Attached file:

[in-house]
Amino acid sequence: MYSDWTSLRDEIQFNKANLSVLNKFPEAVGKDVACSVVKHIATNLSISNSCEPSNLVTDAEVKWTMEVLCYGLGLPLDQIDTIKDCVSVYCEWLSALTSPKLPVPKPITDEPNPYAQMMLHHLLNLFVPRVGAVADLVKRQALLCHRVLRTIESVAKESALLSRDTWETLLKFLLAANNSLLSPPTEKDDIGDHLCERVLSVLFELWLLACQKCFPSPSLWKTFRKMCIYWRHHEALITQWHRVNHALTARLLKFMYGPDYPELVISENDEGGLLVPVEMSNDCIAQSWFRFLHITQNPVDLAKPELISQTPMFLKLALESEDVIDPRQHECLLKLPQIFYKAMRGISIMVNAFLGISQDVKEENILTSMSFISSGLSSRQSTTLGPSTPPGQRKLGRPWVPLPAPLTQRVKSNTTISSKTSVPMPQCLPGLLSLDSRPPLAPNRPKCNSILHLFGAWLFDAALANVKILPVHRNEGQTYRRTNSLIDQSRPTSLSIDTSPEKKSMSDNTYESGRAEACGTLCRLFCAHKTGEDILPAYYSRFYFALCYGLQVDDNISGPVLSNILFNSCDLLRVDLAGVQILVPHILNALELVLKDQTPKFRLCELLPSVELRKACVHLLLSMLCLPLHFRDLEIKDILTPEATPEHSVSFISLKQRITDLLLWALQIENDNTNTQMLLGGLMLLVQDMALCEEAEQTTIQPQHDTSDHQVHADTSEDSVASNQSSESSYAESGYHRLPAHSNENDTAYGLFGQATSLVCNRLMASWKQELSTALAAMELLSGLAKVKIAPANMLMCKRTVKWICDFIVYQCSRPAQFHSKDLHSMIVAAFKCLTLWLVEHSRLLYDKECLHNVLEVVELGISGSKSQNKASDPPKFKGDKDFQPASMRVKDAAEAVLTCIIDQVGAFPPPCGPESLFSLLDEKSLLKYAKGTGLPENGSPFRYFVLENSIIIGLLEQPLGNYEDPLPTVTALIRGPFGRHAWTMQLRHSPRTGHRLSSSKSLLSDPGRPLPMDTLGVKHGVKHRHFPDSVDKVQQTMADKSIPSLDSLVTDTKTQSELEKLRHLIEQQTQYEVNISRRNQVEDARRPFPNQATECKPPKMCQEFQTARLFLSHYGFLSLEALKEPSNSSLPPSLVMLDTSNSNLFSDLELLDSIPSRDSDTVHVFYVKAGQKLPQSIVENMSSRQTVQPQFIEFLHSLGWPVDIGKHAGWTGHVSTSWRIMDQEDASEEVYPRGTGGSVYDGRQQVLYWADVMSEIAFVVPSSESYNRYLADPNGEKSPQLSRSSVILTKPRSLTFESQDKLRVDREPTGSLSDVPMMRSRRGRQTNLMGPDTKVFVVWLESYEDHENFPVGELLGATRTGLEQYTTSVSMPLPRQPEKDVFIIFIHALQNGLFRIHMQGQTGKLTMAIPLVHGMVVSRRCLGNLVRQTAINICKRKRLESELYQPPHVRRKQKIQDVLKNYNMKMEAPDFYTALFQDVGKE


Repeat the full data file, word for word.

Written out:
[in-house]
Amino acid sequence: MYSDWTSLRDEIQFNKANLSVLNKFPEAVGKDVACSVVKHIATNLSISNSCEPSNLVTDAEVKWTMEVLCYGLGLPLDQIDTIKDCVSVYCEWLSALTSPKLPVPKPITDEPNPYAQMMLHHLLNLFVPRVGAVADLVKRQALLCHRVLRTIESVAKESALLSRDTWETLLKFLLAANNSLLSPPTEKDDIGDHLCERVLSVLFELWLLACQKCFPSPSLWKTFRKMCIYWRHHEALITQWHRVNHALTARLLKFMYGPDYPELVISENDEGGLLVPVEMSNDCIAQSWFRFLHITQNPVDLAKPELISQTPMFLKLALESEDVIDPRQHECLLKLPQIFYKAMRGISIMVNAFLGISQDVKEENILTSMSFISSGLSSRQSTTLGPSTPPGQRKLGRPWVPLPAPLTQRVKSNTTISSKTSVPMPQCLPGLLSLDSRPPLAPNRPKCNSILHLFGAWLFDAALANVKILPVHRNEGQTYRRTNSLIDQSRPTSLSIDTSPEKKSMSDNTYESGRAEACGTLCRLFCAHKTGEDILPAYYSRFYFALCYGLQVDDNISGPVLSNILFNSCDLLRVDLAGVQILVPHILNALELVLKDQTPKFRLCELLPSVELRKACVHLLLSMLCLPLHFRDLEIKDILTPEATPEHSVSFISLKQRITDLLLWALQIENDNTNTQMLLGGLMLLVQDMALCEEAEQTTIQPQHDTSDHQVHADTSEDSVASNQSSESSYAESGYHRLPAHSNENDTAYGLFGQATSLVCNRLMASWKQELSTALAAMELLSGLAKVKIAPANMLMCKRTVKWICDFIVYQCSRPAQFHSKDLHSMIVAAFKCLTLWLVEHSRLLYDKECLHNVLEVVELGISGSKSQNKASDPPKFKGDKDFQPASMRVKDAAEAVLTCIIDQVGAFPPPCGPESLFSLLDEKSLLKYAKGTGLPENGSPFRYFVLENSIIIGLLEQPLGNYEDPLPTVTALIRGPFGRHAWTMQLRHSPRTGHRLSSSKSLLSDPGRPLPMDTLGVKHGVKHRHFPDSVDKVQQTMADKSIPSLDSLVTDTKTQSELEKLRHLIEQQTQYEVNISRRNQVEDARRPFPNQATECKPPKMCQEFQTARLFLSHYGFLSLEALKEPSNSSLPPSLVMLDTSNSNLFSDLELLDSIPSRDSDTVHVFYVKAGQKLPQSIVENMSSRQTVQPQFIEFLHSLGWPVDIGKHAGWTGHVSTSWRIMDQEDASEEVYPRGTGGSVYDGRQQVLYWADVMSEIAFVVPSSESYNRYLADPNGEKSPQLSRSSVILTKPRSLTFESQDKLRVDREPTGSLSDVPMMRSRRGRQTNLMGPDTKVFVVWLESYEDHENFPVGELLGATRTGLEQYTTSVSMPLPRQPEKDVFIIFIHALQNGLFRIHMQGQTGKLTMAIPLVHGMVVSRRCLGNLVRQTAINICKRKRLESELYQPPHVRRKQKIQDVLKNYNMKMEAPDFYTALFQDVGKE